• I switched over to Apple products for the star ratings. I first got an iPod touch to listen to and start rating songs, then found out the ratings would sync to iTunes. It was the beginning of a long relationship with Apple products, including becoming an employee of Apple, Inc.
      Later, I switched to using the star ratings for ‘energy level’, rather than ‘like-ability’. And, at this point, it’s integral to my workflow. I’m a working DJ, and rely on star ratings.
      I’ve had to find workarounds, and other apps that support star ratings. The loss of in-line ability to use star ratings, like we previously could from the lock screen, has had me question my loyalty to Apple products and software.

  2. Good grief. I guess I’ll finally updgrade to iOS 10 once this is released. Apple is increasingly looking like a company that is going to fall and fall hard. Every move they make is flawed in a major way. Cook to me appears to be the next Ballmer.

    • This seems a little overblown. I mean, I use the Star Ratings every day, and I reluctantly switched to a third-party music player when Apple removed them from the music player…but I think it’s a bit much to say that iOS 10 is “flawed in a major way” because of this.

      • Sorry, I don’t mean to insinuate that. I am really kind of venting on a collective series of moves by Apple that are aggressively anti-consumer or just boneheaded.

        • Maybe the effect is anti-consumer, but I don’t believe it is the intent. Instead, it is simply making bad assumptions and being out of touch with how customers use their products … and yeah, sometimes boneheaded mistakes.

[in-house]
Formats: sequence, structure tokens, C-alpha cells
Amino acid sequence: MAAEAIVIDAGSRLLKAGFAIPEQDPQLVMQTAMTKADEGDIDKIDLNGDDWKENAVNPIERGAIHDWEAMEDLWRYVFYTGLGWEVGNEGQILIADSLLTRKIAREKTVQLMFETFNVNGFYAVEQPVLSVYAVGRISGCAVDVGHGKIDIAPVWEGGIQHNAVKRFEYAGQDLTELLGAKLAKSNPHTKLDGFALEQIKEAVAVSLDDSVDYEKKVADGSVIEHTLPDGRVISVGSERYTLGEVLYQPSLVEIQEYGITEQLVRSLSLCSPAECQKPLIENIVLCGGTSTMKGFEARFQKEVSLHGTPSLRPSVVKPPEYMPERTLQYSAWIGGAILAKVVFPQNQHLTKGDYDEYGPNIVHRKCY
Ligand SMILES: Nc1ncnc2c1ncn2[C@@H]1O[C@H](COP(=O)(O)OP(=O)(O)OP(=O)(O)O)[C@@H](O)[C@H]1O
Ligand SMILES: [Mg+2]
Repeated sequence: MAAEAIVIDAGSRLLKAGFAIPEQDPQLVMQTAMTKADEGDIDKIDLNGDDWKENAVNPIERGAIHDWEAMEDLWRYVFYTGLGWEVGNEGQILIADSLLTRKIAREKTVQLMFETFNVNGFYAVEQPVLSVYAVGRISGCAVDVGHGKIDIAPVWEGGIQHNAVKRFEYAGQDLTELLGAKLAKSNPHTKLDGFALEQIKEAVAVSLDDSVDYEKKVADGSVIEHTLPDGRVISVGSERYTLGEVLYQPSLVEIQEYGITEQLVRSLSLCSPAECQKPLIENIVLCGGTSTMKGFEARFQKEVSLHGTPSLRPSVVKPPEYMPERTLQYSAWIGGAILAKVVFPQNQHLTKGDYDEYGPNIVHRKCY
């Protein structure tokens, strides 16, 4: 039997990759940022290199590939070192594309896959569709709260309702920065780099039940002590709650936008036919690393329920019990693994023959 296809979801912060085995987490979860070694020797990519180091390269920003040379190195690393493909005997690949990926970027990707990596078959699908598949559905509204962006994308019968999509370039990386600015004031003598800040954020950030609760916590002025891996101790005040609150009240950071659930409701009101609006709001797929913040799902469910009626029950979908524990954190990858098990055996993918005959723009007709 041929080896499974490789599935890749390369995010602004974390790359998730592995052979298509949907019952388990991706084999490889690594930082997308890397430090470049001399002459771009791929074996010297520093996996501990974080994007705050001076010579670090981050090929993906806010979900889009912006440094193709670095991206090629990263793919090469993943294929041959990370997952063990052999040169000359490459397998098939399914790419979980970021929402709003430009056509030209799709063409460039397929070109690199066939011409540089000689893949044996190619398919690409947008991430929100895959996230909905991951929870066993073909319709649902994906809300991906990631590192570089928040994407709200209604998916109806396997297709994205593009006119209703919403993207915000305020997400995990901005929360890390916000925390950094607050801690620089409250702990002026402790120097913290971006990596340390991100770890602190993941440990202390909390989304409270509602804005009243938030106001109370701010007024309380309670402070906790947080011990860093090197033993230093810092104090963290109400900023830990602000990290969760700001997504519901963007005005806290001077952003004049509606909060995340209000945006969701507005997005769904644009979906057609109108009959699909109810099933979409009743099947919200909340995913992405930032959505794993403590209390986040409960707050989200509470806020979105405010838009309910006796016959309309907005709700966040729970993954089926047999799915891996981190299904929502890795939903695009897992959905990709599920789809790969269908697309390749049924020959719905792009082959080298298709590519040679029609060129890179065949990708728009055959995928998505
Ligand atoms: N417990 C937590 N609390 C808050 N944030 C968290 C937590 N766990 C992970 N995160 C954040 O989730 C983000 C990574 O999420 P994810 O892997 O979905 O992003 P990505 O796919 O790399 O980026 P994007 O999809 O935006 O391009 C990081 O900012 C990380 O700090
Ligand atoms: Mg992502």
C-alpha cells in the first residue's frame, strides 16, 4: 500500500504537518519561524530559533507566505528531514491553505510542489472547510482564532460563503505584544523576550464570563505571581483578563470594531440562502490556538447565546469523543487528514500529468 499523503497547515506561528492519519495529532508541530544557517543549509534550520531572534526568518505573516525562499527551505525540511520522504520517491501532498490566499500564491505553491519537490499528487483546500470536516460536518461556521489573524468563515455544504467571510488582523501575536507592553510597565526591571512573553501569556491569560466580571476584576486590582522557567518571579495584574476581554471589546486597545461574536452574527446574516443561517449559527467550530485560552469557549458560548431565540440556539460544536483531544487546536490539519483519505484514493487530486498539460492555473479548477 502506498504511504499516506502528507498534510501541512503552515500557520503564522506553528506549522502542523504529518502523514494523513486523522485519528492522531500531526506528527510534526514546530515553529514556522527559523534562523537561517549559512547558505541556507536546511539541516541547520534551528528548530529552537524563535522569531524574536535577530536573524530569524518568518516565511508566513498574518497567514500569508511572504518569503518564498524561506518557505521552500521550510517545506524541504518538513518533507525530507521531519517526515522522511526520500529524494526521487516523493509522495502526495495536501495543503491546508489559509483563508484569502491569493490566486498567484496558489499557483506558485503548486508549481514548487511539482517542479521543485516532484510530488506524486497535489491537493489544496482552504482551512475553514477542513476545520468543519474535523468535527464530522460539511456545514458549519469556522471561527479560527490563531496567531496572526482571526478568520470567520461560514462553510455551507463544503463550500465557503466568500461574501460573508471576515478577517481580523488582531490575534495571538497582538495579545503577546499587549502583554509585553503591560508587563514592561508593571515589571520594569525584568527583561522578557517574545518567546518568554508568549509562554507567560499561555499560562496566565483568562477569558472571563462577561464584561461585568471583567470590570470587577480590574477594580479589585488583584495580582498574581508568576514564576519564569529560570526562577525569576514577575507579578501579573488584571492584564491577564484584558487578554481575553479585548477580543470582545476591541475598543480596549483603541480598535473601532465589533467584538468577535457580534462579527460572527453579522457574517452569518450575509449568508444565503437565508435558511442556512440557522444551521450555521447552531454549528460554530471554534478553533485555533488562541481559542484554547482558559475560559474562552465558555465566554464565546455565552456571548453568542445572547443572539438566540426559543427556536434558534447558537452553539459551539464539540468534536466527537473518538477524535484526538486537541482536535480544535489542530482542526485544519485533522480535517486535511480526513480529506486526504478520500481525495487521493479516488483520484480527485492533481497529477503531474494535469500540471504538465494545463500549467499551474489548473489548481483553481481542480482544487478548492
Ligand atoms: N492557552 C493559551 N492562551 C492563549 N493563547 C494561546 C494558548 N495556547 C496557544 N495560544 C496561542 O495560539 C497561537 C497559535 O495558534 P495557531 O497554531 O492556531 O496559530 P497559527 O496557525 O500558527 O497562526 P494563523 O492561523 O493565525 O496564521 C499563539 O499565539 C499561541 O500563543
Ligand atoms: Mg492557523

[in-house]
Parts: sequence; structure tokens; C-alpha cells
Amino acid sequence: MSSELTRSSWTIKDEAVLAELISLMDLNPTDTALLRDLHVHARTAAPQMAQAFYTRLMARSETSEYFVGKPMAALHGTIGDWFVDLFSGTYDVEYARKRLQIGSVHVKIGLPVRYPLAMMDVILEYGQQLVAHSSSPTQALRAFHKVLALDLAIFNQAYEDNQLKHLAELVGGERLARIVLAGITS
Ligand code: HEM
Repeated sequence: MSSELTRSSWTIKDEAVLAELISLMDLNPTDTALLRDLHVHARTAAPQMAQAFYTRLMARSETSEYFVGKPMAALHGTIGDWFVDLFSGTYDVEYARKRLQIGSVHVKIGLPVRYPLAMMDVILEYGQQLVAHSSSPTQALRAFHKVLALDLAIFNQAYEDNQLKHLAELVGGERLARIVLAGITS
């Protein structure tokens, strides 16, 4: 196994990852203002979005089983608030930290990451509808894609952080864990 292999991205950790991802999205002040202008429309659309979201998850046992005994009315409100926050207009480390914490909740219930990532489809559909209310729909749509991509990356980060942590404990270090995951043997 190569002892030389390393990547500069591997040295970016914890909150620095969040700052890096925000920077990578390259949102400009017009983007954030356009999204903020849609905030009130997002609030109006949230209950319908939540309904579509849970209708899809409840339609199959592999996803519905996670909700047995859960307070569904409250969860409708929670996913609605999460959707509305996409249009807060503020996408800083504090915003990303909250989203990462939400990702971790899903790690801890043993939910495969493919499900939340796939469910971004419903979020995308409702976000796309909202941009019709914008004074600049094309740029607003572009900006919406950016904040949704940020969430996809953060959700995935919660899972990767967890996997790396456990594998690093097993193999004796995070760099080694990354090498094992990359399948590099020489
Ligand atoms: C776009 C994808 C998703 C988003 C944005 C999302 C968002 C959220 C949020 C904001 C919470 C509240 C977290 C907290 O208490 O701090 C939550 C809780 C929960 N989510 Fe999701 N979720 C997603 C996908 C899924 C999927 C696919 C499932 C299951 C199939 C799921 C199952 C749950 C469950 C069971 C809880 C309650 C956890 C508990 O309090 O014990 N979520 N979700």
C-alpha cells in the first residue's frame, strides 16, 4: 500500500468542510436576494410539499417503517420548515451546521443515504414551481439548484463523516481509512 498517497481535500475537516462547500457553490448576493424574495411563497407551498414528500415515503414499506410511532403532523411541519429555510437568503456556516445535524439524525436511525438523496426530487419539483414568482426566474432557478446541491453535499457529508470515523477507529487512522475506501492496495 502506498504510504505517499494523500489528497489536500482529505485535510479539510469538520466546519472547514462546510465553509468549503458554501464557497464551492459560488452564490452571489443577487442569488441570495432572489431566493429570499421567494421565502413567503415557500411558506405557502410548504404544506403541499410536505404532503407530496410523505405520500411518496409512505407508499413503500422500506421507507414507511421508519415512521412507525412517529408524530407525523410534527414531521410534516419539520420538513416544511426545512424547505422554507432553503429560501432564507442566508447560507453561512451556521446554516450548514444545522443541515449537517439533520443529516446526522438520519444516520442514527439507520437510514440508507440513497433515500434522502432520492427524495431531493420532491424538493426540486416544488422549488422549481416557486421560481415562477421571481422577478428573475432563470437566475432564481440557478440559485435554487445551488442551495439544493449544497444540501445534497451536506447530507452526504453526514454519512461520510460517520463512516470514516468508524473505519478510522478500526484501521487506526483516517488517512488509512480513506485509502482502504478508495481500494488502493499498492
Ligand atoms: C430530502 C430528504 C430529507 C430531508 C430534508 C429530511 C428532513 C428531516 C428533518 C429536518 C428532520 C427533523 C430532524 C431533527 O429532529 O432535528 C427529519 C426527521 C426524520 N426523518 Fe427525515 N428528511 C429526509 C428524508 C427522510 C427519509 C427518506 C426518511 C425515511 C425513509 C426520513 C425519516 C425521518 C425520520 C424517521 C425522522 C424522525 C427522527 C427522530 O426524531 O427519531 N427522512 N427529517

• Sadly, begrudgingly, I tend to agree with you that Cook is looking like Apple’s version of Ballmer. The company seems to have become tone deaf (“courage”) and just plain blind to what users want. They were willing to make a gold watch that I’m guessing maybe 100 people in the world bought, but they won’t update the Mac Pro because enough people don’t buy it? Even if it isn’t a top seller, the symbolism of keeping it going is too important to let it languish for three years, and keep selling yesterday’s tech at tomorrow’s prices.

          Add in that they may not have the Air Pods ready for Xmas, the apparent missteps in the car space, etc. etc. It’s all based on rumor and speculation but…. it just looks like Tim Cook is not up to the job.

          A friend of mine had a great suggestion. Obviously a joke but… not really a joke. Apple needs to hire John Siracusa and put him in charge of UX.

          • There are just too many bafflingly bad moves these days. I also think especially in the phone space that the competition for far less money has really heated up. I don’t think they can command the monopolistic profits forever while making choices that make users’ lives more difficult or that simply have no answer other than to extract more cash from any user after already gouging for memory upgrades. I think Cook is going to be Ballmer for sure. The vision is gone, and the mistakes and consumer F-Us are piling up in both hardware and software.